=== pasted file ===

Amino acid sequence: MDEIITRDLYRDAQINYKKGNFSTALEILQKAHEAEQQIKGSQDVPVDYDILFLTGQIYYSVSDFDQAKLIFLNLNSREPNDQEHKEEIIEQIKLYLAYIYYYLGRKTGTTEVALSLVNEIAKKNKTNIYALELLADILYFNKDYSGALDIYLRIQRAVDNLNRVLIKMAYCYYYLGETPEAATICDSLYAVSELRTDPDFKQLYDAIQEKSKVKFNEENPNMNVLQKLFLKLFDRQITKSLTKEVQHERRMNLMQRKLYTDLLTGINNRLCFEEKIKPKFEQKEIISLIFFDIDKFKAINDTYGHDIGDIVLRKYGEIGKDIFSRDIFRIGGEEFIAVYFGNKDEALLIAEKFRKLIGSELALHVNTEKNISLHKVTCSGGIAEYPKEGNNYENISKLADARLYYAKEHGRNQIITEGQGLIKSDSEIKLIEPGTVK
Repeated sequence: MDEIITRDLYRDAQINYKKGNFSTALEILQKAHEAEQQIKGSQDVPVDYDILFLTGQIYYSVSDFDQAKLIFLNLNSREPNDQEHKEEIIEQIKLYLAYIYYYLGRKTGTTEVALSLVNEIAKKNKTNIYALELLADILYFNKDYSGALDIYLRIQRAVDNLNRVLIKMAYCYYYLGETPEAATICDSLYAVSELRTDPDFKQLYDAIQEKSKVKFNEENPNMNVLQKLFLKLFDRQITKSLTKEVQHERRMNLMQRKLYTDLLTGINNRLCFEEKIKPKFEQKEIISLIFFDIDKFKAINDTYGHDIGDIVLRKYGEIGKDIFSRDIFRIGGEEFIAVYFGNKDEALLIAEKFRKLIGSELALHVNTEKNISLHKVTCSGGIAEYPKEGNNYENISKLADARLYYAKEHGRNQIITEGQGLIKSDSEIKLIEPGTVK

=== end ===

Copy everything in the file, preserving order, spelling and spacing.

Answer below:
Amino acid sequence: MDEIITRDLYRDAQINYKKGNFSTALEILQKAHEAEQQIKGSQDVPVDYDILFLTGQIYYSVSDFDQAKLIFLNLNSREPNDQEHKEEIIEQIKLYLAYIYYYLGRKTGTTEVALSLVNEIAKKNKTNIYALELLADILYFNKDYSGALDIYLRIQRAVDNLNRVLIKMAYCYYYLGETPEAATICDSLYAVSELRTDPDFKQLYDAIQEKSKVKFNEENPNMNVLQKLFLKLFDRQITKSLTKEVQHERRMNLMQRKLYTDLLTGINNRLCFEEKIKPKFEQKEIISLIFFDIDKFKAINDTYGHDIGDIVLRKYGEIGKDIFSRDIFRIGGEEFIAVYFGNKDEALLIAEKFRKLIGSELALHVNTEKNISLHKVTCSGGIAEYPKEGNNYENISKLADARLYYAKEHGRNQIITEGQGLIKSDSEIKLIEPGTVK
Repeated sequence: MDEIITRDLYRDAQINYKKGNFSTALEILQKAHEAEQQIKGSQDVPVDYDILFLTGQIYYSVSDFDQAKLIFLNLNSREPNDQEHKEEIIEQIKLYLAYIYYYLGRKTGTTEVALSLVNEIAKKNKTNIYALELLADILYFNKDYSGALDIYLRIQRAVDNLNRVLIKMAYCYYYLGETPEAATICDSLYAVSELRTDPDFKQLYDAIQEKSKVKFNEENPNMNVLQKLFLKLFDRQITKSLTKEVQHERRMNLMQRKLYTDLLTGINNRLCFEEKIKPKFEQKEIISLIFFDIDKFKAINDTYGHDIGDIVLRKYGEIGKDIFSRDIFRIGGEEFIAVYFGNKDEALLIAEKFRKLIGSELALHVNTEKNISLHKVTCSGGIAEYPKEGNNYENISKLADARLYYAKEHGRNQIITEGQGLIKSDSEIKLIEPGTVK